A research team of the ICM institute took part to an international study identifying 18 new genes implicated in hereditary spastic paraplegias (HSP). This work, published on January the 31th on the prestigious website of the journal Science, arises from a worldwide collaboration and strongly contributes to the understanding of the genetic origin of HSP, a prerequisite to future therapies, and to future identification of new causative genes.
Hereditary spastic paraplegias are neurodegenerative disorders clinically and genetically heterogeneous affecting individuals of all ages. HSP’s prevalence varies from 5 to 10 for 100 000 individuals. Clinical signs are progressive gait difficulties due to spasticity (muscular rigidity) of lower limbs. This clinical picture can be complicated by other neurological signs overlapping other neurological diseases such as hereditary ataxias, neuropathies or amyotrophic lateral sclerosis.
Giovanni Stevanin is an INSERM / EPHE researcher at the ICM institute (Director: Alexis Brice). His team has been interested for several years in the study of genetic and physiopathological mechanisms implicated in HSP diseases and they already discovered several genes responsible for these pathologies. This time, the team took part to an international study showing up 18 new genes implicated in HSPs.
The first step of this study was based on the genetic analysis of 55 families from several countries followed by analysis of the effects of mutations in the small zebrafish model that led the authors to discover mutations in 15 new causative genes. Through a bioinformatics approach, they then showed that all these new genes are interconnected with more than 500 other genes, among which 3 were found mutated in patients from another cohort of 200 families from the international SPATAX network (coordinator at ICM, Alexandra Durr: http://spatax.wordpress.com/).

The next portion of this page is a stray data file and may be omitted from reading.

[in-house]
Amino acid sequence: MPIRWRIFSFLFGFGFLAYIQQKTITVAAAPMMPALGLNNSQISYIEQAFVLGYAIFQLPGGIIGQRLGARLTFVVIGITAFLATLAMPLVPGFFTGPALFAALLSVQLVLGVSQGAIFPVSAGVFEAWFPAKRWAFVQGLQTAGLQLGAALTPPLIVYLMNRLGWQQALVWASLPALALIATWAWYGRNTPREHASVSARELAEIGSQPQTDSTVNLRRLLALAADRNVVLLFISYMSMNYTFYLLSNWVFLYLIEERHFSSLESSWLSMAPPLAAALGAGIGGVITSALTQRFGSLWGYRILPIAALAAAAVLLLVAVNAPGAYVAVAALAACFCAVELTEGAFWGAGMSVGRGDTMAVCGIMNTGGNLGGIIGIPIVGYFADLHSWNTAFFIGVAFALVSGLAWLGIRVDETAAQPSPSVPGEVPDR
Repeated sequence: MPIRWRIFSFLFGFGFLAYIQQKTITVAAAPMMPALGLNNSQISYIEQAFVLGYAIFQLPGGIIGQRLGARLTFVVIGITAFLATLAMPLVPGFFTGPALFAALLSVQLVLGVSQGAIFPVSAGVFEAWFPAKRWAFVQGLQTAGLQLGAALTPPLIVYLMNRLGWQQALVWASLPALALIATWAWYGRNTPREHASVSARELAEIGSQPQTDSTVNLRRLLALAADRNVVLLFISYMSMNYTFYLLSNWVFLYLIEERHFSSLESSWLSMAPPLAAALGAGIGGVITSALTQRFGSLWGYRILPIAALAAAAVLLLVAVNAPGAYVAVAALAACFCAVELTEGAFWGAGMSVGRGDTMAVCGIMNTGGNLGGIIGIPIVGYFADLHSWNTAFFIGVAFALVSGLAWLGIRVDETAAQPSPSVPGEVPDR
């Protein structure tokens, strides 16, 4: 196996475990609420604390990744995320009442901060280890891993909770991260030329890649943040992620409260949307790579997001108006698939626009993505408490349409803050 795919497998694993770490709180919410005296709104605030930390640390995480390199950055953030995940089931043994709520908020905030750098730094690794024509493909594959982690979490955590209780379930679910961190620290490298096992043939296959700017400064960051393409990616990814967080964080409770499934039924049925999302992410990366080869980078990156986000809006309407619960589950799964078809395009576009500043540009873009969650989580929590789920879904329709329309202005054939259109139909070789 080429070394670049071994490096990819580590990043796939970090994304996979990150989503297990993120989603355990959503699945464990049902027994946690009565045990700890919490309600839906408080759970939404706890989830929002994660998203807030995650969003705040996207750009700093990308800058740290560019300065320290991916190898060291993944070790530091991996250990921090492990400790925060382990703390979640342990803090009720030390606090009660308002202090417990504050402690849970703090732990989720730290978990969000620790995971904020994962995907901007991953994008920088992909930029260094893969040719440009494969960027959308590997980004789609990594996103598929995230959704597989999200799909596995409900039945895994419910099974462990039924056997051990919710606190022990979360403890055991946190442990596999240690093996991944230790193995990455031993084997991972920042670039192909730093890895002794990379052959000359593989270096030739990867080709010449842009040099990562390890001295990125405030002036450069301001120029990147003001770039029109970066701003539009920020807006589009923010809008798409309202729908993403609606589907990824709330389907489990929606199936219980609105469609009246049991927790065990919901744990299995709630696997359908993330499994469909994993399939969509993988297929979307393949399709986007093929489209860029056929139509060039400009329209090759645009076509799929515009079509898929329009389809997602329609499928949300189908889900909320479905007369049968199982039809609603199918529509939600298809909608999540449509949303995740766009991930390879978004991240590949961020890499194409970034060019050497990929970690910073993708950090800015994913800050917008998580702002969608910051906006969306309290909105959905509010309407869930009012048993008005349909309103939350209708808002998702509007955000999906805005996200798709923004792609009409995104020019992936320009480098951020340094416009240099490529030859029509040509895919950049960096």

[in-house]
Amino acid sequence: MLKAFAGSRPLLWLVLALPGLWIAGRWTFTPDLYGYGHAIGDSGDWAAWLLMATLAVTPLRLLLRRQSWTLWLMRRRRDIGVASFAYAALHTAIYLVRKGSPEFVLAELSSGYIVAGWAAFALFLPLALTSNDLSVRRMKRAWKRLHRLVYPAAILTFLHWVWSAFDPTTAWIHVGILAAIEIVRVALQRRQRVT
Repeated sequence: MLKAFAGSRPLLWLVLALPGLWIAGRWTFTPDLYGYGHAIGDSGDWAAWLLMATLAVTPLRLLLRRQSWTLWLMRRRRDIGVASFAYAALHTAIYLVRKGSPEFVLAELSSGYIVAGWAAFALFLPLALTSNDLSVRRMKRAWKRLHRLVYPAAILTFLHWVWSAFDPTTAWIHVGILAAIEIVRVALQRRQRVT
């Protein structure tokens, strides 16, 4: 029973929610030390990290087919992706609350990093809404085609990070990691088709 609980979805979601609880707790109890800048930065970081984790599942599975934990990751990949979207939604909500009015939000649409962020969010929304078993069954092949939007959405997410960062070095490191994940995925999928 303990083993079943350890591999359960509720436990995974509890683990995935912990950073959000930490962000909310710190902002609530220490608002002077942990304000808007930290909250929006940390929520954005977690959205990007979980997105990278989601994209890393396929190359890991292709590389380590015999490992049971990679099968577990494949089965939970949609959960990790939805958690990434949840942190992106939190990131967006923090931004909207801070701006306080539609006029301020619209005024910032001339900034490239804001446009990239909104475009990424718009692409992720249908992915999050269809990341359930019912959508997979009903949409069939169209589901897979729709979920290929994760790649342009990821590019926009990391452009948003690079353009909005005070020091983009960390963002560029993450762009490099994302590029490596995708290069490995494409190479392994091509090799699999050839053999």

This brings now to up to 74 the number of causative genes in HSP and the authors were also able to identify new mechanisms at the origin of the pathology. This study is the first step before trying to treat patients and is expected to facilitate further gene identification in HSP.
Reference (in bold, authors from ICM, italic, authors from the SPATAX network):
Zebrafish motorneurone © Inserm/Leclerc, Philippe
Novarino G, Fenstermaker AG, Zaki MS, Hofree M, Silhavy JL, Heiberg AD, Abdellatef M, Rosti B, Scott E, Mansour L, Masri A, Kayserili H, Al-Aama JY, Abdel-Salam GMH, Karminejad A, Kara M, Kara B, Bozorgmehri B, Ben-Omran T, Mojahedi F, El Din Mahmoud IG, Bouslam N, Bouhouche A, Benomar A, Hanein S, Raymond L, Forlani S, Mascaro M, Selim L, Shehata N, Al-Allawi N, Bindu PS, Azam M, Gunel M, Caglayan A, Bilguvar K, Tolun A, Issa MY, Schroth J, Spencer EG, Rosti RO, Akizu N, Vaux KA, Johansen A, Koh AA, Megahed H, Durr A, Brice A, Stevanin G, Gabriel S, Ideker T, Gleeson J. Whole Exome Sequencing Links Corticospinal Motor Neuron Disease to Common Neurodegenerative Disorders.Science 2014 (online January 31).